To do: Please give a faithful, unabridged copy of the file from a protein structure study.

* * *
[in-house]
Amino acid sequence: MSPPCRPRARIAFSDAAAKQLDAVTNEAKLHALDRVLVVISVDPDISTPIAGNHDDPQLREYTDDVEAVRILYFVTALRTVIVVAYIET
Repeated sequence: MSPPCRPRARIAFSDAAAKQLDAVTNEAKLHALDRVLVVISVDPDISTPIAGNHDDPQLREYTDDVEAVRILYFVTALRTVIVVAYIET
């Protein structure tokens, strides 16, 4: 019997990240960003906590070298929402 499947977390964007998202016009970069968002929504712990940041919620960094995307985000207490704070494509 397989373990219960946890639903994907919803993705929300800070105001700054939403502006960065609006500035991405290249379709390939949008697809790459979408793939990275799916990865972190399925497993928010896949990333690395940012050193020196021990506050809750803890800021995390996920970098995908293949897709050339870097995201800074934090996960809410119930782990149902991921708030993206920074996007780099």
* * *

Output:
[in-house]
Amino acid sequence: MSPPCRPRARIAFSDAAAKQLDAVTNEAKLHALDRVLVVISVDPDISTPIAGNHDDPQLREYTDDVEAVRILYFVTALRTVIVVAYIET
Repeated sequence: MSPPCRPRARIAFSDAAAKQLDAVTNEAKLHALDRVLVVISVDPDISTPIAGNHDDPQLREYTDDVEAVRILYFVTALRTVIVVAYIET
């Protein structure tokens, strides 16, 4: 019997990240960003906590070298929402 499947977390964007998202016009970069968002929504712990940041919620960094995307985000207490704070494509 397989373990219960946890639903994907919803993705929300800070105001700054939403502006960065609006500035991405290249379709390939949008697809790459979408793939990275799916990865972190399925497993928010896949990333690395940012050193020196021990506050809750803890800021995390996920970098995908293949897709050339870097995201800074934090996960809410119930782990149902991921708030993206920074996007780099």